Read books about eco-topics
Are your eyes fried and wrists sore from perusing the best of the green blogosphere? Although heading online for eco-education and entertainment is enthusiastically GreenYour-approved, there's nothing quite like cozying up (or busying yourself while in-transit) with an engaging book. Reading books about eco-topics is a surefire way to expand eco-consciousness no matter what your preferred genre or green passion—there's something for everyone.
How to read books about eco-topics
- Burnt out from bad news? You may assume that the green literary canon is filled with titles geared toward Debbie Downer, with descriptions of eco-peril and rampant pollution; reports of human and animal populations facing danger, despair, and death; heavy-handed political rhetoric; messages along the lines of "humankind has screwed up big time and we're going to pay for it." However, not all environmentally themed books rely on pessimism and green propaganda. In the tradition of Walden, many offer stunning, reflective descriptions of Mother Earth at her most radiant; some offer messages of hope, advancement, and green do-goodery; others, especially in recent years, focus on what you can do to foster change rather than dwell on the consequences of environmental abuse.
- Everyone has a must read list and GreenYour is no exception. For our current eco-lit picks, see the Find it! section below. For other "top" lists head to Grist (British picks), The Society of Environmental Journalists (fiction), Outside, Greenopia, and various top lists and reviews at A Guide to Outdoor Literature. Is there a book on your must-read list? Let us know about it in the Comments section.
- A green education can never start too early. Luckily, there are a plethora of titles that cater to the burgeoning environmentalist. Parents and educators alike should check out titles for children recommended by The Boston Public Library. Keep in mind that a green bedtime story or lesson doesn't have to be restricted to Earth Day. Children's books with environmental themes are rarely blunt with their views and instead often use metaphor, imaginative storytelling, and illustrations to get the point across.
- Open to discussion? Book clubs are a popular phenomenon, so why not start one with an environmental focus or incorporate green reads into an existing one? By keeping selections lively and diverse, you'll encourage dialogue and debate about pertinent issues between members over a glass of wine or cup of coffee. The fabulous Eco-Libris will even balance out the books read in your club by planting trees in developing countries.
- An afterword. Now that we've steered you in the right direction in terms of subject matter, how you read is also something to consider before you dive in. Although it may be hard to convince staunch bookworms to give it a go, try settling down with an e-book, seek out publishers using recycled paper, or borrow from libraries to make the experience more eco-friendly. And although you may prefer a shiny, unspoiled copy, look into buying secondhand from a used book store, charity shop, or online merchant like Amazon.com or Half.com. Not only will you save a few bucks and a tree, but when shopping at stores like New York City's Housing Works Used Book Cafe you'll also support a good cause.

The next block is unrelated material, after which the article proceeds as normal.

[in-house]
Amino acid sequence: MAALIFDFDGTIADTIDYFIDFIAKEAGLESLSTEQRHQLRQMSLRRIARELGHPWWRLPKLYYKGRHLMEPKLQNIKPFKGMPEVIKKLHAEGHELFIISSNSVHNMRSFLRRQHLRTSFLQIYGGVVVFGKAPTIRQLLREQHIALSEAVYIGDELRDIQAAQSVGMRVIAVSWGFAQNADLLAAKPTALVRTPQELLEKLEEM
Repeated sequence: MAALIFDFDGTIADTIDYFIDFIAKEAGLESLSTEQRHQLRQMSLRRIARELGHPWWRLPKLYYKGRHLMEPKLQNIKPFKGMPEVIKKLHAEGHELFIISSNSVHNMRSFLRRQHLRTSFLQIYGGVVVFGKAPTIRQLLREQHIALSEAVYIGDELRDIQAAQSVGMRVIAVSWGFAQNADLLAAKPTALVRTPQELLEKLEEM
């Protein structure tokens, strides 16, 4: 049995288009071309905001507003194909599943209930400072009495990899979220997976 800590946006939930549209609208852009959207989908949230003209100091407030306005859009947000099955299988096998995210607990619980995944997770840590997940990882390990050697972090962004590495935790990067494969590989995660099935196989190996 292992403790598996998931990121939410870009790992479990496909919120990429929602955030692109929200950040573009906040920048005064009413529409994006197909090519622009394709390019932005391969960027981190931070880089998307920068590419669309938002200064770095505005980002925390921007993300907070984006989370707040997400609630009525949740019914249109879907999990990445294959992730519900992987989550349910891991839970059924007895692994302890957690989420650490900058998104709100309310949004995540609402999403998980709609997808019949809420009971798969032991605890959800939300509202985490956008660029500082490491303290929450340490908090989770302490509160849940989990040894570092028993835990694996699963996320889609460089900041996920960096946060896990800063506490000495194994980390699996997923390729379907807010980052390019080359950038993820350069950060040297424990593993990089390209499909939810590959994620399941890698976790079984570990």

Find it! Books about eco-topics
Below you'll find a diverse selection of titles—from science fiction to history to green living guides and more—that have at one time or another appeared on GreenYour's nightstand or bookshelf.
A collection of influential nature essays first published in 1949, a year after conservationist Leopold's death. This edition features photographs of Leopold's former Wisconsin farm taken by Michael Sewell. Leopold's writings remain timeless and elegant.
At 900 pages, this sweeping anthology covers American eco-lit beginning with the early conservationalists like Thoreau and John Muir and ending with contemporary green scribes like Michael Pollan and Paul Hawken. Along the way, writers such as John Steinbeck, Buckminster Fuller, and others are featured.
Blue Planet Run: The Race to Provide Safe Drinking Water to the World created by Rick Smolan and Jennifer Erwitt
Thirsty for change? Although heavy on the visuals—this volume features more than 250 photographs from top-notch photojournalists—Blue Planet Run also features essays addressing the global water crisis by eco-luminaries such as Bill McKibben, Paul Hawken, and others.
From the moment you pick up this innovative manifesto that calls for a complete end to the cycle of waste, you'll know you're in for something out of the ordinary: the book itself is waterproof, completely recyclable, and contains pages made from plastic resins and fillers.
Callenbach's 1975 sci fi yarn imagines Ecotopia, an environmentally correct but slightly sinister country consisting of Washington, Oregon, and northern California. In the novel, a New York reporter investigates the country 20 years after it seceded from the rest of the United States.
Good News for a Change: How Everyday People are Helping the Planet by David Suzuki and Holly Dressel
Environmental scientist Suzuki and co-author Dressel move beyond headline-stealing, bad news bears eco-news with remarkable examples of individuals, organizations, and governments from around the globe making green strides.
Inspire your Jewish friends with a book that explains Judaism’s deep concern for the well-being of the natural world. Written by 21 different contributors, this book examines the Jewish mystical tradition, Jewish environmental activism, and attempts to formulate a constructive Jewish theology of nature.
Dillard's Pulitzer Prize-winning, Thoreau-channeling 1974 work may not boast razzle dazzle and a page-turning plot, but its rich, lyrical language and thoughtful meditations on a sojourn spent in Virginia's Blue Ridge Mountains prove to be a pleasurable read.
Kingsolver—the acclaimed author of The Poisonwood Bible and Animal, Vegetable, Miracle: A Year of Food Life—enchants with her 2001 novel set in Appalachia. The book contains environmental themes, multiple narrative voices, and Kingsolver's rich, patented sense of place.
Primarily known for his transgressive science fiction novels and meditations on automobile culture, like Concrete Island and Crash, this 1994 work from controversial British scribe Ballard is a riveting—albeit bleak—tale of an eco-crusade gone bad.